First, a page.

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Viruses 2012, 4(12), 3336-3362; doi:10.3390/v4123336

Review
Host Cell Factors in Filovirus Entry: Novel Players, New Insights
Heike Hofmann-Winkler *, Franziska Kaup and Stefan Pöhlmann *
German Primate Center, Infection Biology Unit, Kellnerweg 4, 37077 Göttingen, Germany; Email: fkaup@dpz.eu
*
Authors to whom correspondence should be addressed; Email: HHofmann-Winkler@dpz.eu (H.H.-W.); s.poehlmann@dpz.eu (S.P.); Tel.: +49-3851-497 (H.H.-W.); +49-551-3851-150 (S.P.); Fax: +49-551-3851-184 (H.H.-W.); +49-551-3851-184 (S.P.).
Received: 23 October 2012; in revised form: 12 November 2012 / Accepted: 13 November 2012 /
Published: 26 November 2012

Abstract

: Filoviruses cause severe hemorrhagic fever in humans with high case-fatality rates. The cellular factors exploited by filoviruses for their spread constitute potential targets for intervention, but are incompletely defined. The viral glycoprotein (GP) mediates filovirus entry into host cells. Recent studies revealed important insights into the host cell molecules engaged by GP for cellular entry. The binding of GP to cellular lectins was found to concentrate virions onto susceptible cells and might contribute to the early and sustained infection of macrophages and dendritic cells, important viral targets. Tyrosine kinase receptors were shown to promote macropinocytic uptake of filoviruses into a subset of susceptible cells without binding to GP, while interactions between GP and human T cell Ig mucin 1 (TIM-1) might contribute to filovirus infection of mucosal epithelial cells. Moreover, GP engagement of the cholesterol transporter Niemann-Pick C1 was demonstrated to be essential for GP-mediated fusion of the viral envelope with a host cell membrane. Finally, mutagenic and structural analyses defined GP domains which interact with these host cell factors. Here, we will review the recent progress in elucidating the molecular interactions underlying filovirus entry and discuss their implications for our understanding of the viral cell tropism.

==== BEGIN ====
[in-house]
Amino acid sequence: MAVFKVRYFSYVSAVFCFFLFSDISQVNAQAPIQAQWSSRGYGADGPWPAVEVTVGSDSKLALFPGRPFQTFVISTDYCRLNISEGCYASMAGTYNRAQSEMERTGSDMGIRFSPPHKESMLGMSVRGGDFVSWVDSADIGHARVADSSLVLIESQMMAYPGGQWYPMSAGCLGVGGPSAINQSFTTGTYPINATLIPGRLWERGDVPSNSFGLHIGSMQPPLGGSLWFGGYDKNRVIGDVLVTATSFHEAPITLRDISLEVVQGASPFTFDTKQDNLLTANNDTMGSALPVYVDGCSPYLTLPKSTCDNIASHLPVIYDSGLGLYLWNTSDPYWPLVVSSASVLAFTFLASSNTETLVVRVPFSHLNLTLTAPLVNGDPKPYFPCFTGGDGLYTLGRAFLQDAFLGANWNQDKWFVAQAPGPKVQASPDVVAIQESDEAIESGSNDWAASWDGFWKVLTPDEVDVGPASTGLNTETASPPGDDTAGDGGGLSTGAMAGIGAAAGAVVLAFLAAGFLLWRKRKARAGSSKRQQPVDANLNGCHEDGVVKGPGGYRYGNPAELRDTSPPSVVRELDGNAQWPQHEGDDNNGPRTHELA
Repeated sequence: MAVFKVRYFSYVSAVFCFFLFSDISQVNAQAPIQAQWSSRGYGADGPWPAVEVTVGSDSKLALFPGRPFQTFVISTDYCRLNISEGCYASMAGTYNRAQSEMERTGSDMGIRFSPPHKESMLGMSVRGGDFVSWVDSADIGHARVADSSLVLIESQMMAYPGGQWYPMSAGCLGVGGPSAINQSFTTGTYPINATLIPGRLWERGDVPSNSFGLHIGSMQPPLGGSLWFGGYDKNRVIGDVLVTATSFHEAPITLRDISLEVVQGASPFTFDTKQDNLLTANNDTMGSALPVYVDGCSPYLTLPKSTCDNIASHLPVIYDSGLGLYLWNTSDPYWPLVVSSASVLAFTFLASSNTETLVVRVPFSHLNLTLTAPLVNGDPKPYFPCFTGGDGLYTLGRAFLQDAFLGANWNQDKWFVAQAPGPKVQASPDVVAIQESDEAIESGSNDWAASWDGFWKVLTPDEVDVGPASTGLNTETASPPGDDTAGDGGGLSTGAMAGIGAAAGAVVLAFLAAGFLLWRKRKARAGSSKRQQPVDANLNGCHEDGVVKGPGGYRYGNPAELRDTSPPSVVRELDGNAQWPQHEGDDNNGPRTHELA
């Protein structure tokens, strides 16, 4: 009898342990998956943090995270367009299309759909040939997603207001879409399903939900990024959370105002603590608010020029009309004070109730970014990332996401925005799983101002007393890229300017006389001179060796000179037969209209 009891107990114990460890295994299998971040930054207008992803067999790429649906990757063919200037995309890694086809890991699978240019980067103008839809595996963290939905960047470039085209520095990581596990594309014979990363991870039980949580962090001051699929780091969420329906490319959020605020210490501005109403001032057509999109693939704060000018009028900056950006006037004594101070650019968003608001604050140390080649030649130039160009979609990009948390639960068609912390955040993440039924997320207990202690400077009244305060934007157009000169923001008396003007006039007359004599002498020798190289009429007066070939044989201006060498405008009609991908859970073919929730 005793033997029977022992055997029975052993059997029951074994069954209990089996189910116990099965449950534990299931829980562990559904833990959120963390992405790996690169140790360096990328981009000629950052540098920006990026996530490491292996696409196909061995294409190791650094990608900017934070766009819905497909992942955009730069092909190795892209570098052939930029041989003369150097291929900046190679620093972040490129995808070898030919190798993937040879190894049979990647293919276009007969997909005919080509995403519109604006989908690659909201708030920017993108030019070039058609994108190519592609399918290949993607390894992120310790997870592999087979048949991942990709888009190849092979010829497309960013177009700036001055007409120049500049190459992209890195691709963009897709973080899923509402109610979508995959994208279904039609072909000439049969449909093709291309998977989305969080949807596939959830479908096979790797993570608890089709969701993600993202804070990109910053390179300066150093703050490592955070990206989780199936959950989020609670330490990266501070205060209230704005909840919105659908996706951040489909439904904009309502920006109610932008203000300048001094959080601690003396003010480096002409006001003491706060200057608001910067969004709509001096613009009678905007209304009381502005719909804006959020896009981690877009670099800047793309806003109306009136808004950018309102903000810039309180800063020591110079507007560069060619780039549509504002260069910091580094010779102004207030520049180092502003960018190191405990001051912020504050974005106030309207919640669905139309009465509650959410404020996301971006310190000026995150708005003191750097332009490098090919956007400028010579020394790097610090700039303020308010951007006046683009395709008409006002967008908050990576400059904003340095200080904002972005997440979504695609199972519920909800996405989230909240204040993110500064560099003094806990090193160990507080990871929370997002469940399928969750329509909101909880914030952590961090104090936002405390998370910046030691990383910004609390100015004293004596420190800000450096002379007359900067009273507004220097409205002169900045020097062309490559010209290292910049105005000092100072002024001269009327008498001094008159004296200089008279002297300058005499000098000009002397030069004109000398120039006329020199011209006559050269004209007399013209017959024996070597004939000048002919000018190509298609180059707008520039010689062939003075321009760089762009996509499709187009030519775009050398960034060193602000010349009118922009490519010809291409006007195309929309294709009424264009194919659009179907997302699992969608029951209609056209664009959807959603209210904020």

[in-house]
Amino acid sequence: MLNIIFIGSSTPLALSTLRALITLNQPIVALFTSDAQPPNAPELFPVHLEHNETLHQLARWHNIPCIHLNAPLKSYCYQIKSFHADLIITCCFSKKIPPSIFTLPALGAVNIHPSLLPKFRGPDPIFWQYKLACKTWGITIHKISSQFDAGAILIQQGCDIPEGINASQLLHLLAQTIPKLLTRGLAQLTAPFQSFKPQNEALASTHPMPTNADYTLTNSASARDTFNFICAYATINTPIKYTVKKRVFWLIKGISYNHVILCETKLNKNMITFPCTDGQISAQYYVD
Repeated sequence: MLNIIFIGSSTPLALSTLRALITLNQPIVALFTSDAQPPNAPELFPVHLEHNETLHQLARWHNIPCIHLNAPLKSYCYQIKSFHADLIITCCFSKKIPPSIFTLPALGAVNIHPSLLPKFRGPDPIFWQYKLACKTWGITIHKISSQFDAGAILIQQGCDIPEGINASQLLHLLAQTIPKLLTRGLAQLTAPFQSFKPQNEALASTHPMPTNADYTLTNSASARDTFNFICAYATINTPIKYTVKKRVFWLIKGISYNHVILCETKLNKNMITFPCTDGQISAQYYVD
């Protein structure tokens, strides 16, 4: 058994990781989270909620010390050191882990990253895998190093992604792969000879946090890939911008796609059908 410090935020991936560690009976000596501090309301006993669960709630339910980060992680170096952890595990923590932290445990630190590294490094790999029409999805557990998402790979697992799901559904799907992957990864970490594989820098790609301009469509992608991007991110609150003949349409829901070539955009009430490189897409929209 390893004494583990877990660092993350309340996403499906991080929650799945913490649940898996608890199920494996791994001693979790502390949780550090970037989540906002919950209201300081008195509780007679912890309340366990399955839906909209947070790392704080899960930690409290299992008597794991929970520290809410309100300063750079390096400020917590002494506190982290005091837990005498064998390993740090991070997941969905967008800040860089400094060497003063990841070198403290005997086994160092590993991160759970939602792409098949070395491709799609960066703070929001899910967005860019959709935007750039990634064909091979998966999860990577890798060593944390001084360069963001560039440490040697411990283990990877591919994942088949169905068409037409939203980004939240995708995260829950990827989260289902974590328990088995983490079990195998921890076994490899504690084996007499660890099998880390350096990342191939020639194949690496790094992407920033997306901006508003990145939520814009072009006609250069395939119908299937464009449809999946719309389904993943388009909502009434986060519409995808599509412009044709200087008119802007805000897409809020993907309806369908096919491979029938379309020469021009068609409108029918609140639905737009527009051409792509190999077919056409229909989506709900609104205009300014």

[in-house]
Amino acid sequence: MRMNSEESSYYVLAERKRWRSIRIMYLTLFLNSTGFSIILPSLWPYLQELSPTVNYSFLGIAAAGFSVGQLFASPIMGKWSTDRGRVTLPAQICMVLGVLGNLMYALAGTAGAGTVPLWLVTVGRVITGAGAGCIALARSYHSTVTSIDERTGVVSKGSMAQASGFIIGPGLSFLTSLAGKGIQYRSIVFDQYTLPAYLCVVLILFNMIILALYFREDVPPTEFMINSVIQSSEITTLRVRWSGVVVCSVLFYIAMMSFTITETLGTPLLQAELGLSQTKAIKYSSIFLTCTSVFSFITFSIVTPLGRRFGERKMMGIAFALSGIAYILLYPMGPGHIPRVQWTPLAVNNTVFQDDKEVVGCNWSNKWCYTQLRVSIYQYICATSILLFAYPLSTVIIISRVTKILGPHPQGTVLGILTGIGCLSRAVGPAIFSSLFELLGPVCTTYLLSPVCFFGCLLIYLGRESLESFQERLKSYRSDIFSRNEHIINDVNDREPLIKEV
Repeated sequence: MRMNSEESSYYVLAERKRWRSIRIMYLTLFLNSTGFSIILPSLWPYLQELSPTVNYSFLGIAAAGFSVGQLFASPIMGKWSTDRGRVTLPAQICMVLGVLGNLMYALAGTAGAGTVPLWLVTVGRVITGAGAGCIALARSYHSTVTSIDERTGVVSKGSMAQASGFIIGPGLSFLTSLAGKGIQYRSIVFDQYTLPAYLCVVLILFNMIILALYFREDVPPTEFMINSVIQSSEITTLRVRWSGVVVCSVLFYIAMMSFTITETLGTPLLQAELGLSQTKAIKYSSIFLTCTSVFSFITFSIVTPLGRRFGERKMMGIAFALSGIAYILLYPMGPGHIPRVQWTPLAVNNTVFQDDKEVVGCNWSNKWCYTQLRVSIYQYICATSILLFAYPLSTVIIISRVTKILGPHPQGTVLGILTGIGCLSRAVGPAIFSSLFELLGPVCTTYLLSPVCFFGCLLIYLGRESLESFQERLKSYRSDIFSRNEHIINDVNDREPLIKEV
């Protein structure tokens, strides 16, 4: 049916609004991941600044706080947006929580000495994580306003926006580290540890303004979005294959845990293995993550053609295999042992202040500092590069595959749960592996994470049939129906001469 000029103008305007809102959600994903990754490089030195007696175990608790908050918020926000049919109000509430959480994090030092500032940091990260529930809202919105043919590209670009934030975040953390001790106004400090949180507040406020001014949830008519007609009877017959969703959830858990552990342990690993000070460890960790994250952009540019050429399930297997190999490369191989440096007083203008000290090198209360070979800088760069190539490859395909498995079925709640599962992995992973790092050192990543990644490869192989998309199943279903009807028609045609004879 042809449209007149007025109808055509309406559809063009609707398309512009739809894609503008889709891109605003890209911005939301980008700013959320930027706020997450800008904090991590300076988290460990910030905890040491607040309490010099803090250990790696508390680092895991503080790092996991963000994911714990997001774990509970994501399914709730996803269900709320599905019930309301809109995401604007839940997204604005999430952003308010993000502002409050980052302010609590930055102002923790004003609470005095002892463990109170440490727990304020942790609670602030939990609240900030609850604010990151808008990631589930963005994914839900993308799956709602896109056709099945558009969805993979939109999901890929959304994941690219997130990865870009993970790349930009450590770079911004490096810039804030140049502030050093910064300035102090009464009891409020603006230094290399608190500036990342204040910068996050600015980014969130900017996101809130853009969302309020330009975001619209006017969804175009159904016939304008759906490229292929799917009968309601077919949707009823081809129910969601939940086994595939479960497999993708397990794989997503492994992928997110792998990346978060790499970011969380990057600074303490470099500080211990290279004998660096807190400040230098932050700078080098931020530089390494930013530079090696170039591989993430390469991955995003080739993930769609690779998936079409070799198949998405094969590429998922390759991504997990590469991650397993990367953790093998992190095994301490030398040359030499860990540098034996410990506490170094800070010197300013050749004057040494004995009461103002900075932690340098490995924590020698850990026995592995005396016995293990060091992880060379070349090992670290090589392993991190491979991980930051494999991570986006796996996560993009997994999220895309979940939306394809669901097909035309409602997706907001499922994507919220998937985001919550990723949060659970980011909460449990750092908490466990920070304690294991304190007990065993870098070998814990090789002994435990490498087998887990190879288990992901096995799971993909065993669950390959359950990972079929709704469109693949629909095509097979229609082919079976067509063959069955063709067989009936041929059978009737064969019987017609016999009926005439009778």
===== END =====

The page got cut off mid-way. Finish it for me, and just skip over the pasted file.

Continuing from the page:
Keywords:
filovirus; Ebola; Marburg; entry; cathepsins; TIM-1; Axl; NPC1

1. Introduction

Filovirus infection causes severe hemorrhagic fever in humans and non-human primates. Outbreaks of filovirus hemorrhagic fever occur in equatorial Africa and are associated with high case-fatality rates [1]. At present, neither vaccines nor antiviral drugs have been approved for combating filovirus infection. The filoviridae family comprises two genera, Ebolavirus (the ebolaviruses) and Marburgvirus (the marburgviruses). The genus Marburgvirus includes a single species, Marburg marburgvirus, which has two members, Marburg virus (MARV) and Ravn virus (RAVV). The genus Ebolavirus includes five species, each of which has a single member: Zaire ebolavirus (Ebola virus, EBOV), Sudan ebolavirus (Sudan virus, SUDV), Taï Forest ebolavirus (Taï Forest virus, TAFV), Bundibugyo ebolavirus (Bundibugyo virus, BDBV) and Reston ebolavirus (Reston virus, RESTV) [2,3]. Filoviruses exhibit different virulence in humans: EBOV and MARV infection is associated with case‑fatality rates of up to 90% [4,5] while RESTV seems to be apathogenic [6,7,8]. Nevertheless, infection of non-human primates with RESTV can induce hemorrhagic fever [9]. Evidence is emerging that African [10,11,12,13], Asian [14] and possibly also European [15] bats are natural reservoirs of filoviruses and these animals could transmit the virus directly to humans or via intermediate hosts, including gorillas [16,17] and swine [6,14,18]. Thus, filoviruses pose a threat to human and animal health in different continents, but virulence factors and pathogenesis are incompletely understood.

Deciphering filovirus pathogenesis requires the elucidation of filovirus interactions with host cells. The entry of filoviruses into target cells is the first essential step in the viral life cycle, and the viral and cellular factors involved in this process are potential targets for antiviral strategies. Infectious filovirus entry is mediated by the viral glycoprotein (GP), which is the only viral envelope protein and thus constitutes the sole target for the neutralizing antibody response. Consequently, defining which domains in GP are essential for cellular entry and can be targeted by the humoral immune response is pivotal to the design of effective vaccines. In addition, insights into the multiple, sequential interactions of GP with host cell factors required for cellular entry can define novel targets for therapeutic inhibition. Key components of the filovirus entry cascade have been identified in the recent years, and some of these discoveries have already been translated into novel antiviral approaches in cell culture and small animal models [19,20,21,22,23,24]. Here, we will review the current knowledge of the host cell factors involved in the cellular entry of filoviruses and we will discuss the implications of key findings in this area for our understanding of viral pathogenesis.